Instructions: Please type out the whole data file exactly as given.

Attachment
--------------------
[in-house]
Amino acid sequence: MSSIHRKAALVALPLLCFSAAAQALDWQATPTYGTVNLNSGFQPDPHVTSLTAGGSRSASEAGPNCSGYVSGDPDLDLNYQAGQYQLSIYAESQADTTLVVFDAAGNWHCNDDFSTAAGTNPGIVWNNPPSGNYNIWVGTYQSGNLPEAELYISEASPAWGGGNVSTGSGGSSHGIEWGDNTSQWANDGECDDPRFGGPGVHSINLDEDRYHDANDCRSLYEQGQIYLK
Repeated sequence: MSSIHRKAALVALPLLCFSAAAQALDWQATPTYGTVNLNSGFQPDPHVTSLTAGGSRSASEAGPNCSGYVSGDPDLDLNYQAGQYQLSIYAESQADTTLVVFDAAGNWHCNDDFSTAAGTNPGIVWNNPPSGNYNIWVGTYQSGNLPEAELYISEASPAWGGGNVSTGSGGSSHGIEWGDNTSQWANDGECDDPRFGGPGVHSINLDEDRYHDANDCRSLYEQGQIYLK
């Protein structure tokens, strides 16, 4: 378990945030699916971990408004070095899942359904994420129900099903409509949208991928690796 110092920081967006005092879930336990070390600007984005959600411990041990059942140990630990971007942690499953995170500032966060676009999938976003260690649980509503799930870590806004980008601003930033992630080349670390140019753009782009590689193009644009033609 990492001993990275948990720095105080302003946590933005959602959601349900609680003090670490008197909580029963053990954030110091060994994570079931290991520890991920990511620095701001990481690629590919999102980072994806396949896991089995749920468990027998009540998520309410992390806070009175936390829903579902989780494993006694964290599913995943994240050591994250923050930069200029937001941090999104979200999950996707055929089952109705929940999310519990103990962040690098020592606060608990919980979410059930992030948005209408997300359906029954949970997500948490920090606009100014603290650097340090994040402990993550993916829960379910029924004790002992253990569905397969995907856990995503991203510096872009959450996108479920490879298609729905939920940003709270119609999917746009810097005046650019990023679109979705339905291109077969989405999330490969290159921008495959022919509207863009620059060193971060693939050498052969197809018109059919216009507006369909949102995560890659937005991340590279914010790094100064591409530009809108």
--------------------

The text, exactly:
[in-house]
Amino acid sequence: MSSIHRKAALVALPLLCFSAAAQALDWQATPTYGTVNLNSGFQPDPHVTSLTAGGSRSASEAGPNCSGYVSGDPDLDLNYQAGQYQLSIYAESQADTTLVVFDAAGNWHCNDDFSTAAGTNPGIVWNNPPSGNYNIWVGTYQSGNLPEAELYISEASPAWGGGNVSTGSGGSSHGIEWGDNTSQWANDGECDDPRFGGPGVHSINLDEDRYHDANDCRSLYEQGQIYLK
Repeated sequence: MSSIHRKAALVALPLLCFSAAAQALDWQATPTYGTVNLNSGFQPDPHVTSLTAGGSRSASEAGPNCSGYVSGDPDLDLNYQAGQYQLSIYAESQADTTLVVFDAAGNWHCNDDFSTAAGTNPGIVWNNPPSGNYNIWVGTYQSGNLPEAELYISEASPAWGGGNVSTGSGGSSHGIEWGDNTSQWANDGECDDPRFGGPGVHSINLDEDRYHDANDCRSLYEQGQIYLK
């Protein structure tokens, strides 16, 4: 378990945030699916971990408004070095899942359904994420129900099903409509949208991928690796 110092920081967006005092879930336990070390600007984005959600411990041990059942140990630990971007942690499953995170500032966060676009999938976003260690649980509503799930870590806004980008601003930033992630080349670390140019753009782009590689193009644009033609 990492001993990275948990720095105080302003946590933005959602959601349900609680003090670490008197909580029963053990954030110091060994994570079931290991520890991920990511620095701001990481690629590919999102980072994806396949896991089995749920468990027998009540998520309410992390806070009175936390829903579902989780494993006694964290599913995943994240050591994250923050930069200029937001941090999104979200999950996707055929089952109705929940999310519990103990962040690098020592606060608990919980979410059930992030948005209408997300359906029954949970997500948490920090606009100014603290650097340090994040402990993550993916829960379910029924004790002992253990569905397969995907856990995503991203510096872009959450996108479920490879298609729905939920940003709270119609999917746009810097005046650019990023679109979705339905291109077969989405999330490969290159921008495959022919509207863009620059060193971060693939050498052969197809018109059919216009507006369909949102995560890659937005991340590279914010790094100064591409530009809108």